Traveler’s Thoughts

“Wake up,” a small voice whispered to her from inside.

She was on a bus from Seoul, Macklemore in her ears, ministering to and prodding her as she thought about her life. Her eyes were closed, but she was hardly asleep, as it had been one of those weekends where you’re forced to spend too much time with yourself and so you’re half-resting, half-thinking but mostly just trying to block it all out.

Eyes shut, head nodded, breath slow, she tried to slip into sleep or to lose herself into the lyrics of her latest obsession.

That was the thing about her, and it was one of the many things she had tried to leave behind when she moved across the world: she dove headfirst into anything. Even a rapper–if it was raw, if it was real, if it touched her, really touched her,

then she was obsessed with it.

It was part of what made her feel alive,
but lately she was less into feeling alive and more into saving face, which she guessed was a great thing since she’d moved to Asia.

But when she got to Korea, she found that the rumors were just lies–that the Koreans she’d met were just as direct and honest and real, or else as infuriatingly indirect and into covering their own asses, as any people from the U.S. she’d ever met, and so she spent a decent amount of time thinking in passing about how marvelous/disappointing a thing it is to be on the other side of the world and yet feel like your life is exactly the same, almost.

That was when she allowed herself to think at all,
because she mostly just allowed herself to be pulled along, mute and complicit as she tried to make her pace in life fit what seemed to be everyone else’s.

Mostly, she just wanted to be different.
This time, she wanted it to be different from before.

She had understood when her new friend had remarked in passing that most of the types who settled overseas were running from something; she recognized that quality in herself, although she didn’t admit it at the time because she mostly wanted to live and breathe only surface things, and avoid emotional honesty if at all possible.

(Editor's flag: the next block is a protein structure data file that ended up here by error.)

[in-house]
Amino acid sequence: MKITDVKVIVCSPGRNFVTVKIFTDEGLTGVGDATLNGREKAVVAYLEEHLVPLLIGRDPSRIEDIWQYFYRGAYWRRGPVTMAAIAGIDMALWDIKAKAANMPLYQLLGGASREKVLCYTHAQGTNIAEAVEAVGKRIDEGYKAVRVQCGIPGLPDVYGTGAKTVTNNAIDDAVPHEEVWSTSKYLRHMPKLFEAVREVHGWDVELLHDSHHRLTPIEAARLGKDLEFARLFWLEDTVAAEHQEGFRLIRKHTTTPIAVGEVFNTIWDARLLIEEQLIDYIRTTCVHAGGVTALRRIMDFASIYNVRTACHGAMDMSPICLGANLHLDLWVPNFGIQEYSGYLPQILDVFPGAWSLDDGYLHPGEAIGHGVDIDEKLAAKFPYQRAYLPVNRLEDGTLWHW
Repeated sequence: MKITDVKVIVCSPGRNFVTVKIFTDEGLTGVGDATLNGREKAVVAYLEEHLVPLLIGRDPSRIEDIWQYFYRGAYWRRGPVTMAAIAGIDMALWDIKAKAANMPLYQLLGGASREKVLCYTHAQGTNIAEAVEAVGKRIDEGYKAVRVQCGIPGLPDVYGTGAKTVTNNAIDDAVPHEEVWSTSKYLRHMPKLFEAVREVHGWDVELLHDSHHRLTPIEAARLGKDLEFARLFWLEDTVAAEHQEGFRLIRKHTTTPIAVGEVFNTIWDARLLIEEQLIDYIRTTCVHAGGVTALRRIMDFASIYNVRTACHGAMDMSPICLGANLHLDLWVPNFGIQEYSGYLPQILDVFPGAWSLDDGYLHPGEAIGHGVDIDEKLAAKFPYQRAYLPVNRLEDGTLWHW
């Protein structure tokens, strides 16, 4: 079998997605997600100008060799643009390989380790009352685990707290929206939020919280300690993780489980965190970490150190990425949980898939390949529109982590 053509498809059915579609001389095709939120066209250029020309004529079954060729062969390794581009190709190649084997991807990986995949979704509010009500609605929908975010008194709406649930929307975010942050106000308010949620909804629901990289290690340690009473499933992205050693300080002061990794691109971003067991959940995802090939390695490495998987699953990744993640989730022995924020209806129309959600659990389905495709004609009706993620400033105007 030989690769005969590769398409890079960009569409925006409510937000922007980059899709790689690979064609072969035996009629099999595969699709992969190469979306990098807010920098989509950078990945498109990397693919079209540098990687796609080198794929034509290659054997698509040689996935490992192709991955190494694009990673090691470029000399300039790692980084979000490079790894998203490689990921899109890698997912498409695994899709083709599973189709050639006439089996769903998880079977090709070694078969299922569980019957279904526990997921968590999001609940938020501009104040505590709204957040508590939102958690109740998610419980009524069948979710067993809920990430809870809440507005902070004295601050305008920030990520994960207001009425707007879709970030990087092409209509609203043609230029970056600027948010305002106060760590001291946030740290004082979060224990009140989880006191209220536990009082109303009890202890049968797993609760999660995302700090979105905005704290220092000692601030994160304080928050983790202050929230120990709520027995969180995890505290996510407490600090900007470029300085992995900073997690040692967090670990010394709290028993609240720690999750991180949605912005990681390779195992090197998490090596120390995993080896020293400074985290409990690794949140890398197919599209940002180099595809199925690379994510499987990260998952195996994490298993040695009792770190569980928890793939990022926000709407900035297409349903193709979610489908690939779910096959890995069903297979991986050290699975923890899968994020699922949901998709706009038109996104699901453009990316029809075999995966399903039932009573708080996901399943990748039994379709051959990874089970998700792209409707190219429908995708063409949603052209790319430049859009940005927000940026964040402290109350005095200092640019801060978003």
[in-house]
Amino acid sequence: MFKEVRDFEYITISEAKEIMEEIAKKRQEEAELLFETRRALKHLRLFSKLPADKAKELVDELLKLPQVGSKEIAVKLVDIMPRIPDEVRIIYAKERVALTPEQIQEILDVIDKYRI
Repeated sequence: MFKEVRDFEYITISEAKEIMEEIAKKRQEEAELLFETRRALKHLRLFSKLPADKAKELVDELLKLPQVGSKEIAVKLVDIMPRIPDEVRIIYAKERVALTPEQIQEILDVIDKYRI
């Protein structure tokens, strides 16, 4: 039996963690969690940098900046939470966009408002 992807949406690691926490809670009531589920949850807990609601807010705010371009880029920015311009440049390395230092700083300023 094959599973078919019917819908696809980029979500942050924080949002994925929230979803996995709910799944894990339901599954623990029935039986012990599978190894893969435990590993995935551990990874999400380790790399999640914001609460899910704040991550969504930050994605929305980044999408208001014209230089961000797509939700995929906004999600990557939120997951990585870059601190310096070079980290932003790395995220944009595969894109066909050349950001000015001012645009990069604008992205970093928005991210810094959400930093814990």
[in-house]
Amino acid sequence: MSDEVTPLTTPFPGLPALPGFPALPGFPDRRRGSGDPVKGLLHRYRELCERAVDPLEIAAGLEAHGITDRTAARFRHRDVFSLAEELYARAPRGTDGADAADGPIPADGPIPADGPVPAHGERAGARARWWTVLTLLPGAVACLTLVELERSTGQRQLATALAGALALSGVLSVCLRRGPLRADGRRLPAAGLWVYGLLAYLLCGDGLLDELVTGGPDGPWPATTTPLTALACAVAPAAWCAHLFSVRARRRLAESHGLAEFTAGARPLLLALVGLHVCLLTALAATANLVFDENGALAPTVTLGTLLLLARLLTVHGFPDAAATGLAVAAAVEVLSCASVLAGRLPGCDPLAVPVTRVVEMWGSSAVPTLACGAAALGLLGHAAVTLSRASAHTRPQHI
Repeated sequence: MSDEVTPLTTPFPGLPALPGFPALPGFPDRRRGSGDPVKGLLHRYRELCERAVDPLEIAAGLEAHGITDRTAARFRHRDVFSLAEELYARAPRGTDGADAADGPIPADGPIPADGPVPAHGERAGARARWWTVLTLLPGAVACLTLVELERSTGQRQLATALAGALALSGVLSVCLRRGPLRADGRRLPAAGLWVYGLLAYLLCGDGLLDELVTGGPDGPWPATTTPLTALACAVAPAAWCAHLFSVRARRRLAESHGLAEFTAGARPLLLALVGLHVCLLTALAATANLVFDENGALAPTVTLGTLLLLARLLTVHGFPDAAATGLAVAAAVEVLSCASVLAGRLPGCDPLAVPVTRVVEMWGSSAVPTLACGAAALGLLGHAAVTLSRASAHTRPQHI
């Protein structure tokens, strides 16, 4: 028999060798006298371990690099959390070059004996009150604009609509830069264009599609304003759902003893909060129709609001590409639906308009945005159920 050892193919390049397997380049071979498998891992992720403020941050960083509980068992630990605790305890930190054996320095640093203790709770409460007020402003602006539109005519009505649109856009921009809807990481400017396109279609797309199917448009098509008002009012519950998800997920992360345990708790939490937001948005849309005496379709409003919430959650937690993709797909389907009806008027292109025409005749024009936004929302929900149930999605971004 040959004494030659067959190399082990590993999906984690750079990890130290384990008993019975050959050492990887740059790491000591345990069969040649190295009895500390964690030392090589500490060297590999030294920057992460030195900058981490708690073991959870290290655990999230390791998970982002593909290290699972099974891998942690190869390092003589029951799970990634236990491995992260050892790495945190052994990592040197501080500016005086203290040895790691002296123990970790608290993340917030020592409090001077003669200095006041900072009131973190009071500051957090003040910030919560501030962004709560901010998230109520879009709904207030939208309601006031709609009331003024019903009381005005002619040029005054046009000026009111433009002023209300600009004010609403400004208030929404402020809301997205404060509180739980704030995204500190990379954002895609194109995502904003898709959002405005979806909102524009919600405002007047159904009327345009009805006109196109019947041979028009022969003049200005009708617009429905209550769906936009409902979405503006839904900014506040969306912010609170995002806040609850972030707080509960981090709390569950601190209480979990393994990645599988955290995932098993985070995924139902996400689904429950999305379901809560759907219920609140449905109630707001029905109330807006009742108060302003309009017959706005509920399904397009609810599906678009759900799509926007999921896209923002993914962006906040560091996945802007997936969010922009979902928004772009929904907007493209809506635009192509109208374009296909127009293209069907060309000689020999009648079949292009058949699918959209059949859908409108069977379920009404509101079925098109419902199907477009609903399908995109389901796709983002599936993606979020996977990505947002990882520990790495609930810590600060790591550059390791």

And perhaps unsurprisingly in fulfilling that mission something inside of her had fallen asleep, and she found herself for the first time in her life with no direction, no motivation, and no real goals for the future. The thought that had started with “enjoy your achievement” had taken root and sprouted as “you have arrived–the hard part’s over,” and she found that her mind, her passion, her creativity, and her heart, exhausted from years of exertion, had collectively decided to take a nap.

And none of this might have even mattered if it hadn’t been for the hours she’d spent on her couch by herself–something that always showed her immediately what was inside. When she was at peace, it was her favorite pastime, nothing but her, Netflix and her Kindle. When she wasn’t at peace, she would watch coming-of-age movies about life and love and wonder why it was never her, and then she would remember all the times she’d got it wrong, and those things collectively would start to break down her fences.

And so she sank into the luxury seat on the bus trip back from Seoul and she listened to Macklemore because it was the first thing in a while that made her really feel, and she closed her eyes to fall asleep, but something inside her told her it was time to wake up.

And she wasn’t quite sure what that meant, but she pictured herself with a cello and knew that was the first step; for 10 years her cello had been her extension of herself and she had carted it with her everywhere, even if she almost never played it. Its presence reminded her constantly of a part of her that she would always seek to cultivate, but when she left for Korea she had locked it in storage,
a metaphor of she ever knew one, looking back.

And so she decided that it starts with a cello and it would probably end in the place she was always running from, because it seemed her greatest obsessions, heartaches and losses shared a core with her creativity, her vision, her own unique movement and flow through life, and apparently it was time to go back to that place again.

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One response to “Traveler’s Thoughts

  1. I want to work in Seoul again.

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